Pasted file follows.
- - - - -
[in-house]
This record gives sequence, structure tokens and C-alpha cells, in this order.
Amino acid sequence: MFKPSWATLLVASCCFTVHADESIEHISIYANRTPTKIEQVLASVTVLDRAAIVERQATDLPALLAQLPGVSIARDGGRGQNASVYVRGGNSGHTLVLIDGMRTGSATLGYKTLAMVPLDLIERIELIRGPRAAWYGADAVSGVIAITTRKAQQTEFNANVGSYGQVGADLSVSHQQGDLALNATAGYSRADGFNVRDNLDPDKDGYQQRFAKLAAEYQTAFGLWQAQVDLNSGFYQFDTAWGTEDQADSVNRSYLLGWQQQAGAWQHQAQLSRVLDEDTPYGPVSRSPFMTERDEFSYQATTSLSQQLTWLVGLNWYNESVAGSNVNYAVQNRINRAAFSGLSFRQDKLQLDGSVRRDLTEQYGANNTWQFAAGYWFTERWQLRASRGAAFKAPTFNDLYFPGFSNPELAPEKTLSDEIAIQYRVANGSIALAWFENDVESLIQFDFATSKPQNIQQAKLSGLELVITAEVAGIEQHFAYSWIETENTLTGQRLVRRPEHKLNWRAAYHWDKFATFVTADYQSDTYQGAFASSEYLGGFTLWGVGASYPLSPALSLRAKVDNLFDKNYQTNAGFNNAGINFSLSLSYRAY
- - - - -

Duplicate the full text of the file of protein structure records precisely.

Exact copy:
[in-house]
This record gives sequence, structure tokens and C-alpha cells, in this order.
Amino acid sequence: MFKPSWATLLVASCCFTVHADESIEHISIYANRTPTKIEQVLASVTVLDRAAIVERQATDLPALLAQLPGVSIARDGGRGQNASVYVRGGNSGHTLVLIDGMRTGSATLGYKTLAMVPLDLIERIELIRGPRAAWYGADAVSGVIAITTRKAQQTEFNANVGSYGQVGADLSVSHQQGDLALNATAGYSRADGFNVRDNLDPDKDGYQQRFAKLAAEYQTAFGLWQAQVDLNSGFYQFDTAWGTEDQADSVNRSYLLGWQQQAGAWQHQAQLSRVLDEDTPYGPVSRSPFMTERDEFSYQATTSLSQQLTWLVGLNWYNESVAGSNVNYAVQNRINRAAFSGLSFRQDKLQLDGSVRRDLTEQYGANNTWQFAAGYWFTERWQLRASRGAAFKAPTFNDLYFPGFSNPELAPEKTLSDEIAIQYRVANGSIALAWFENDVESLIQFDFATSKPQNIQQAKLSGLELVITAEVAGIEQHFAYSWIETENTLTGQRLVRRPEHKLNWRAAYHWDKFATFVTADYQSDTYQGAFASSEYLGGFTLWGVGASYPLSPALSLRAKVDNLFDKNYQTNAGFNNAGINFSLSLSYRAY